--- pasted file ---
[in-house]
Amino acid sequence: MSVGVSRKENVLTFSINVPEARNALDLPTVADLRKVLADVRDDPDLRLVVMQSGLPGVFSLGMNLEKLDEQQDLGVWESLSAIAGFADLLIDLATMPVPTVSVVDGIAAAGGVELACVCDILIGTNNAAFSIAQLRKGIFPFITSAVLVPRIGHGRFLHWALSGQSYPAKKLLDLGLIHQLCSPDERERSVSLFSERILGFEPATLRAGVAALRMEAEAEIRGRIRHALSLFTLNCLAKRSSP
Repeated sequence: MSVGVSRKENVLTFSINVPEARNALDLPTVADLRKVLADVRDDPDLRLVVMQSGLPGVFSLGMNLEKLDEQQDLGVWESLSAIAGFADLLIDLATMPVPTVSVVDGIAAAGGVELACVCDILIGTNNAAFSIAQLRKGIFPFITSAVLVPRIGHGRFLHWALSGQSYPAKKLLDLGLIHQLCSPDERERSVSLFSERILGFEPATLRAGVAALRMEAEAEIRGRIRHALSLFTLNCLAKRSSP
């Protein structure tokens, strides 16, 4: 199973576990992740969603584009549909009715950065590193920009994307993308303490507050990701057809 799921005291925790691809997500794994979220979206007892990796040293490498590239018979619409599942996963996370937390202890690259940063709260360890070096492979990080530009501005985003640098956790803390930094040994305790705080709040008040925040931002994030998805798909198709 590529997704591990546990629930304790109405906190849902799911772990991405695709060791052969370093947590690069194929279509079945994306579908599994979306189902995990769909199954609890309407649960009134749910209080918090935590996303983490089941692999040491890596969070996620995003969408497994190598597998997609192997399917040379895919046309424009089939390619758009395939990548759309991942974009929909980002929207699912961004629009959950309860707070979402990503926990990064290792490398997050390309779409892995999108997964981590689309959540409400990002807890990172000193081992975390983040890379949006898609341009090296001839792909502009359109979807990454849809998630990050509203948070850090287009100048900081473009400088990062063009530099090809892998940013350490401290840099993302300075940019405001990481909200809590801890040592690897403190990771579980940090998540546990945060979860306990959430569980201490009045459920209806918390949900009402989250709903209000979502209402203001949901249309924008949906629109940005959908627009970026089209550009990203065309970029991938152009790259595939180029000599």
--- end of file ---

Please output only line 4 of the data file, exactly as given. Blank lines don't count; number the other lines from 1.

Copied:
């Protein structure tokens, strides 16, 4: 199973576990992740969603584009549909009715950065590193920009994307993308303490507050990701057809 799921005291925790691809997500794994979220979206007892990796040293490498590239018979619409599942996963996370937390202890690259940063709260360890070096492979990080530009501005985003640098956790803390930094040994305790705080709040008040925040931002994030998805798909198709 590529997704591990546990629930304790109405906190849902799911772990991405695709060791052969370093947590690069194929279509079945994306579908599994979306189902995990769909199954609890309407649960009134749910209080918090935590996303983490089941692999040491890596969070996620995003969408497994190598597998997609192997399917040379895919046309424009089939390619758009395939990548759309991942974009929909980002929207699912961004629009959950309860707070979402990503926990990064290792490398997050390309779409892995999108997964981590689309959540409400990002807890990172000193081992975390983040890379949006898609341009090296001839792909502009359109979807990454849809998630990050509203948070850090287009100048900081473009400088990062063009530099090809892998940013350490401290840099993302300075940019405001990481909200809590801890040592690897403190990771579980940090998540546990945060979860306990959430569980201490009045459920209806918390949900009402989250709903209000979502209402203001949901249309924008949906629109940005959908627009970026089209550009990203065309970029991938152009790259595939180029000599």